Topic: "Electronic Detection and Diagnosis of Health and Illness of Premature Infants"  (Video)

Abstract: The pacemaking system of the heart is complex; a healthy heart constantly integrates and responds to extracardiac signals, resulting in highly complex heart rate patterns with a great deal of variability. In the laboratory and in some pathological or age related states, however, dynamics can show reduced complexity that is more readily described and modeled. Reduced heart rate complexity has both clinical and dynamical significance – it may provide warning of impending illness or clues about the dynamics of the heart’s pacemaking system. Here we describe simple and interesting heart rate dynamics that we have observed in premature human infants – reversible transitions to large-amplitude periodic oscillations – and we show that they give early warning of bacterial infections in premature infants, and we show that the appearance and disappearance of these periodic oscillations can be described by a simple mathematical model, a Hopf bifurcation.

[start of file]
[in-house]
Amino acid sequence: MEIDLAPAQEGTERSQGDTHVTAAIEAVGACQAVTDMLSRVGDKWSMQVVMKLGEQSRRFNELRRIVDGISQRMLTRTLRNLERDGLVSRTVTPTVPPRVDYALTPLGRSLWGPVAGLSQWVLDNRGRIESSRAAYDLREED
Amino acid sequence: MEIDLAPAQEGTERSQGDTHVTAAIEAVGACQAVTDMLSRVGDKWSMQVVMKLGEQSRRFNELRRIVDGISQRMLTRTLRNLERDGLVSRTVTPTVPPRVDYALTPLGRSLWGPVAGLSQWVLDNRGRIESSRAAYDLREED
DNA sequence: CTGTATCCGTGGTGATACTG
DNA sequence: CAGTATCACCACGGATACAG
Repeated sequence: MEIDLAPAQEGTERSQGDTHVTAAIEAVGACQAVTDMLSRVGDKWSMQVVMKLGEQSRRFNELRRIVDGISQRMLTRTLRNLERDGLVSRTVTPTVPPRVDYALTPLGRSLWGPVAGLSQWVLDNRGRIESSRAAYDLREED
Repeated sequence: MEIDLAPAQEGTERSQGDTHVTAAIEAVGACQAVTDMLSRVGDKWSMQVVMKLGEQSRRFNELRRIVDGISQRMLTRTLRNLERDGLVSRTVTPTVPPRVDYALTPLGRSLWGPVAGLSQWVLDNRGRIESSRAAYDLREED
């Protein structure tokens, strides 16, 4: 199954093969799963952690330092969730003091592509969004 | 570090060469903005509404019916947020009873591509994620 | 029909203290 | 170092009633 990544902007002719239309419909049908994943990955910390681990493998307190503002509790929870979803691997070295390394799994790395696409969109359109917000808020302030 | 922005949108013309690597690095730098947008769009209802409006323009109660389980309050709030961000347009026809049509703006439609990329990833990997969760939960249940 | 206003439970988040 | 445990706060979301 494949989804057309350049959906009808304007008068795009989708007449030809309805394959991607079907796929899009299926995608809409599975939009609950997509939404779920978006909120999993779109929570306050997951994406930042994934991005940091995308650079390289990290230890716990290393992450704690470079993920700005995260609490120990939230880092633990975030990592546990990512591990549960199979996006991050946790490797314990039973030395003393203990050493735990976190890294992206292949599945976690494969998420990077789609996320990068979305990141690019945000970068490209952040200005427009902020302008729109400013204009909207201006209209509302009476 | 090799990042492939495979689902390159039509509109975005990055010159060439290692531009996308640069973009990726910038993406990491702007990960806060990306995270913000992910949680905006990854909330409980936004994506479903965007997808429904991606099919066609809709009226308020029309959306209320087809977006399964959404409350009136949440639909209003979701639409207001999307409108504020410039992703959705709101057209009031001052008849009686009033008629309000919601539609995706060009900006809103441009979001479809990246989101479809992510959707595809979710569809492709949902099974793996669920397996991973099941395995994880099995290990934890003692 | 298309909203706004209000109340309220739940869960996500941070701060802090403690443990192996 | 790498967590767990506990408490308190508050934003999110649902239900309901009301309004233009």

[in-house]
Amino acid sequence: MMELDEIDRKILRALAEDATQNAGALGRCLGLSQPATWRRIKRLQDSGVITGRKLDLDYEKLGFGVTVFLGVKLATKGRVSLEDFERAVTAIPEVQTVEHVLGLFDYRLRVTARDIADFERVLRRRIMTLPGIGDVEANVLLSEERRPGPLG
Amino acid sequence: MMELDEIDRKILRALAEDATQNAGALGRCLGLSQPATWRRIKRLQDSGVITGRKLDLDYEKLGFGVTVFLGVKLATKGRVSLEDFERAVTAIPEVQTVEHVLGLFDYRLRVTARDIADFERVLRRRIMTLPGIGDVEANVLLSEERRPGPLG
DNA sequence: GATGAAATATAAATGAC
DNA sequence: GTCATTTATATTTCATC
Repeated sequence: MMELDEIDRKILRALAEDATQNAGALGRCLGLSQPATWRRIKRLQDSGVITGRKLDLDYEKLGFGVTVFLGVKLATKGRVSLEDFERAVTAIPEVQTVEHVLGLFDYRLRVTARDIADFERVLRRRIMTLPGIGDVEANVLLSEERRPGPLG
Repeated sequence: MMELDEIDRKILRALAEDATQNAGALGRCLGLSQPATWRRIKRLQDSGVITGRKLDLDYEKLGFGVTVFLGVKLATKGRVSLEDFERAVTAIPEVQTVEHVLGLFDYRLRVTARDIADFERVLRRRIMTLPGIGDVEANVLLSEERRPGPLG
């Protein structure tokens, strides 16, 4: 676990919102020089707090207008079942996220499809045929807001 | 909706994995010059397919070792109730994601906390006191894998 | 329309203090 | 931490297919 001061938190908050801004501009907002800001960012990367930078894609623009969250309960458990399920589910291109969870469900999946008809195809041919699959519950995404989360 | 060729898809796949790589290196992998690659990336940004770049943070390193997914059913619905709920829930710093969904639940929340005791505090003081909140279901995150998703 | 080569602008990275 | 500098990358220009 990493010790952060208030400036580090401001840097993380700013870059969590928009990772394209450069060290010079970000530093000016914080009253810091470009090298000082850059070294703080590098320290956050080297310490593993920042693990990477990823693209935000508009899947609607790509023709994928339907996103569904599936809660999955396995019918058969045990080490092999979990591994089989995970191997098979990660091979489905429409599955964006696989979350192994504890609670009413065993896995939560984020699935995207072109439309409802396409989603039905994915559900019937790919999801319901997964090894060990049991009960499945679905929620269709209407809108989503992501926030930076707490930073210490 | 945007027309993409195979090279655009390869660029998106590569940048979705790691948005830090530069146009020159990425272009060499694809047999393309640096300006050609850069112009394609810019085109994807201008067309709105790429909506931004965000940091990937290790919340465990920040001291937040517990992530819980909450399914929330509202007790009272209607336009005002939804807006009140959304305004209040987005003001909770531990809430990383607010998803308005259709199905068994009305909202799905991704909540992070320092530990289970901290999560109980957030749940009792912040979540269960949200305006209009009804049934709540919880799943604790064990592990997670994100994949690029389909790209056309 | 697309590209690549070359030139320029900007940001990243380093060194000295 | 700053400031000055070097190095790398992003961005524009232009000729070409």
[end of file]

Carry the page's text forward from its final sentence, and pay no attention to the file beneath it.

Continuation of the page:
Eric Heller, Harvard University

Topic: "Branched flow of waves and rays in quantum mechanics, oceanography, acoustics, and more"  (Video)

Abstract: The familiar twinkling of starlight or the pattern of sunlight on a pool bottom is the beginning of the phenomenon of branched flow, which applies to both waves and rays. It is a beautiful and poorly studied phenomenon, given its ubiquity. We illustrate, explain, and discuss the applicability across many fields of science.

David Ballantyne, Georgia Institute of Technology

Topic: "Connecting Star Formation, Galaxy Evolution and the X-ray Background"  (Video)